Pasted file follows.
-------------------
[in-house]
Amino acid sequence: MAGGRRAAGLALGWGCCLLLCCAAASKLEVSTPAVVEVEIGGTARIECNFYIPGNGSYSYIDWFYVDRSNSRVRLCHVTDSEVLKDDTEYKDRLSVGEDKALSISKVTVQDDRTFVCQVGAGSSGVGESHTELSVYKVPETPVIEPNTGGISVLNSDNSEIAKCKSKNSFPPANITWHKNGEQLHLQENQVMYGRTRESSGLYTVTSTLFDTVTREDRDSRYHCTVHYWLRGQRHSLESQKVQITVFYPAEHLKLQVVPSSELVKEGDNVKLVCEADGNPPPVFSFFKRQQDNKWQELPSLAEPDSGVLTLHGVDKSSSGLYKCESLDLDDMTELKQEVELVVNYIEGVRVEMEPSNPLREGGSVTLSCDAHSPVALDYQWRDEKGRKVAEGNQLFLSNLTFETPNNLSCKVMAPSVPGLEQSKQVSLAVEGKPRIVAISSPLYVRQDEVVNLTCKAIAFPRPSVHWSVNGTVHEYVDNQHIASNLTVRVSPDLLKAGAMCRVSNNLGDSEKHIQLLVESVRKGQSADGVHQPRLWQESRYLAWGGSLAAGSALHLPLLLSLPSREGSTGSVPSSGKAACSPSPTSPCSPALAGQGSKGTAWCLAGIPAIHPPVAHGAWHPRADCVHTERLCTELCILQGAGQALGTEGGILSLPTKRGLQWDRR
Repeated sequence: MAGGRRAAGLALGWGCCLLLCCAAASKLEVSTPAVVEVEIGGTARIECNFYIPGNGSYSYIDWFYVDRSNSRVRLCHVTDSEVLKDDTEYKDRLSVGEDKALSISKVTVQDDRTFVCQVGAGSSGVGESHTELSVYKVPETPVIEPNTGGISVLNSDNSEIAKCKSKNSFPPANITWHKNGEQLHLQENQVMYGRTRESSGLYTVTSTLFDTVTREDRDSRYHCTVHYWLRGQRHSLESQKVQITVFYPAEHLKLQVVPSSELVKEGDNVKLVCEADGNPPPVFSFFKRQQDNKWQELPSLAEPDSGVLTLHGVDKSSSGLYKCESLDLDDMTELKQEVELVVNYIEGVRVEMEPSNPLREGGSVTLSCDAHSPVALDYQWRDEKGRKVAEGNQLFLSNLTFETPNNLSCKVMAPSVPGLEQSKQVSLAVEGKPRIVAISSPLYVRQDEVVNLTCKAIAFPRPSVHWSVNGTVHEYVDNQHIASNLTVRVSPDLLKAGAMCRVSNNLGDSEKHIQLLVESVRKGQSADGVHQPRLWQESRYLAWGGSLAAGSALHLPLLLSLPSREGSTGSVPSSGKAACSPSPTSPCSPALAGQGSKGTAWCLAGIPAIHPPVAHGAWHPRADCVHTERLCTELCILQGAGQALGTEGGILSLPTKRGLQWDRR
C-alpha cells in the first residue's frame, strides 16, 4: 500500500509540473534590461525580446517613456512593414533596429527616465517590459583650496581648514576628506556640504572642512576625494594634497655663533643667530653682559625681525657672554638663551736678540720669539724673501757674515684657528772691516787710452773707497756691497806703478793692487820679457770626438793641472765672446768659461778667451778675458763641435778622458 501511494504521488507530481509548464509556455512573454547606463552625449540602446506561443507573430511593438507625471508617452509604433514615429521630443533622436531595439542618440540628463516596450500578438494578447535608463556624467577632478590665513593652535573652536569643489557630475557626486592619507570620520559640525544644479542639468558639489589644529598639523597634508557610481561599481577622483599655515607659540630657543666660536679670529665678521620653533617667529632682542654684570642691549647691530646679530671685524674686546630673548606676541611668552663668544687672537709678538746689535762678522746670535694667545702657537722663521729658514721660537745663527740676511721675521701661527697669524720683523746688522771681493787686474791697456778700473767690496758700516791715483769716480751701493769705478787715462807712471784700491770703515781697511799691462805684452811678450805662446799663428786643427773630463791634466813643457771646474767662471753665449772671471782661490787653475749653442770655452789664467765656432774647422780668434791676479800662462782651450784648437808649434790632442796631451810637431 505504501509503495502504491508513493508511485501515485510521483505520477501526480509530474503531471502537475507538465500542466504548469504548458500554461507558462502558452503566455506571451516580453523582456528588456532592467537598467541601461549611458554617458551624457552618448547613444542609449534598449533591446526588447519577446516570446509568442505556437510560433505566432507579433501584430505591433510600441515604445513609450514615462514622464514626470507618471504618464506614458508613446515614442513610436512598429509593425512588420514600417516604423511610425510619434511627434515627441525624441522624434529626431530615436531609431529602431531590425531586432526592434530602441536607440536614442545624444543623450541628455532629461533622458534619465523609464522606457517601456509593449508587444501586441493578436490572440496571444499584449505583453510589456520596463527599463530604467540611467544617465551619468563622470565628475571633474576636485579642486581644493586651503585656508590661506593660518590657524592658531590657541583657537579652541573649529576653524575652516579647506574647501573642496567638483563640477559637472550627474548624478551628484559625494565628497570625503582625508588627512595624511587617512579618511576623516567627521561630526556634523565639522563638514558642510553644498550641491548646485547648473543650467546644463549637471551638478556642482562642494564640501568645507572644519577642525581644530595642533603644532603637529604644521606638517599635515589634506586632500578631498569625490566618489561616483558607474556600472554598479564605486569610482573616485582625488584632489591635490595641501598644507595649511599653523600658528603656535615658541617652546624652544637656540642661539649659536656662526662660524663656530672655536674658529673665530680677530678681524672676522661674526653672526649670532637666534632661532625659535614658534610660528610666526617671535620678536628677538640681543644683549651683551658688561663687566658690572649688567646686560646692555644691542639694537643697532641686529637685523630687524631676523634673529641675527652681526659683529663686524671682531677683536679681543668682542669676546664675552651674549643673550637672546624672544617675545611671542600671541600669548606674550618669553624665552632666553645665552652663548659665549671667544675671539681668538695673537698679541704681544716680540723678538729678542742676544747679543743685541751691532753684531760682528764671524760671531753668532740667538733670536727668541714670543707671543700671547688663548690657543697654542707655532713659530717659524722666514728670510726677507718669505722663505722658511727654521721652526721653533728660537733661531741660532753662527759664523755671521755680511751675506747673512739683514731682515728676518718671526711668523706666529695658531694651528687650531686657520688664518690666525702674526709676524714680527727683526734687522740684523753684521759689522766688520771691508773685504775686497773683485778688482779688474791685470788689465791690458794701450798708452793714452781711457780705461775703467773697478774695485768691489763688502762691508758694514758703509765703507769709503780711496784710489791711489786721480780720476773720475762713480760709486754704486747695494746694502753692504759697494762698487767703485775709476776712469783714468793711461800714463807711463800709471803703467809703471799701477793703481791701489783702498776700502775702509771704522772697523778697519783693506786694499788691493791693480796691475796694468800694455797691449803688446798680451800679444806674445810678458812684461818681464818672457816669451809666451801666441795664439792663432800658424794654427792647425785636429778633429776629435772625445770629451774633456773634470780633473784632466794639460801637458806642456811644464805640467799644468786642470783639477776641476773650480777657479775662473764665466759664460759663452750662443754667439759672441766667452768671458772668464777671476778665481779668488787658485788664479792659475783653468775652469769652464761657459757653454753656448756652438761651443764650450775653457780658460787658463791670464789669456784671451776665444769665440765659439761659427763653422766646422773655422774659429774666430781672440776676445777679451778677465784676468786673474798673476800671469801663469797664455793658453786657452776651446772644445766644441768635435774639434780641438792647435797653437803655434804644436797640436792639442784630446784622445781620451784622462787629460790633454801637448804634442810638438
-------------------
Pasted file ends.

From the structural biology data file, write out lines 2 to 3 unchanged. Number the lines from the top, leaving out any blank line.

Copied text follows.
Amino acid sequence: MAGGRRAAGLALGWGCCLLLCCAAASKLEVSTPAVVEVEIGGTARIECNFYIPGNGSYSYIDWFYVDRSNSRVRLCHVTDSEVLKDDTEYKDRLSVGEDKALSISKVTVQDDRTFVCQVGAGSSGVGESHTELSVYKVPETPVIEPNTGGISVLNSDNSEIAKCKSKNSFPPANITWHKNGEQLHLQENQVMYGRTRESSGLYTVTSTLFDTVTREDRDSRYHCTVHYWLRGQRHSLESQKVQITVFYPAEHLKLQVVPSSELVKEGDNVKLVCEADGNPPPVFSFFKRQQDNKWQELPSLAEPDSGVLTLHGVDKSSSGLYKCESLDLDDMTELKQEVELVVNYIEGVRVEMEPSNPLREGGSVTLSCDAHSPVALDYQWRDEKGRKVAEGNQLFLSNLTFETPNNLSCKVMAPSVPGLEQSKQVSLAVEGKPRIVAISSPLYVRQDEVVNLTCKAIAFPRPSVHWSVNGTVHEYVDNQHIASNLTVRVSPDLLKAGAMCRVSNNLGDSEKHIQLLVESVRKGQSADGVHQPRLWQESRYLAWGGSLAAGSALHLPLLLSLPSREGSTGSVPSSGKAACSPSPTSPCSPALAGQGSKGTAWCLAGIPAIHPPVAHGAWHPRADCVHTERLCTELCILQGAGQALGTEGGILSLPTKRGLQWDRR
Repeated sequence: MAGGRRAAGLALGWGCCLLLCCAAASKLEVSTPAVVEVEIGGTARIECNFYIPGNGSYSYIDWFYVDRSNSRVRLCHVTDSEVLKDDTEYKDRLSVGEDKALSISKVTVQDDRTFVCQVGAGSSGVGESHTELSVYKVPETPVIEPNTGGISVLNSDNSEIAKCKSKNSFPPANITWHKNGEQLHLQENQVMYGRTRESSGLYTVTSTLFDTVTREDRDSRYHCTVHYWLRGQRHSLESQKVQITVFYPAEHLKLQVVPSSELVKEGDNVKLVCEADGNPPPVFSFFKRQQDNKWQELPSLAEPDSGVLTLHGVDKSSSGLYKCESLDLDDMTELKQEVELVVNYIEGVRVEMEPSNPLREGGSVTLSCDAHSPVALDYQWRDEKGRKVAEGNQLFLSNLTFETPNNLSCKVMAPSVPGLEQSKQVSLAVEGKPRIVAISSPLYVRQDEVVNLTCKAIAFPRPSVHWSVNGTVHEYVDNQHIASNLTVRVSPDLLKAGAMCRVSNNLGDSEKHIQLLVESVRKGQSADGVHQPRLWQESRYLAWGGSLAAGSALHLPLLLSLPSREGSTGSVPSSGKAACSPSPTSPCSPALAGQGSKGTAWCLAGIPAIHPPVAHGAWHPRADCVHTERLCTELCILQGAGQALGTEGGILSLPTKRGLQWDRR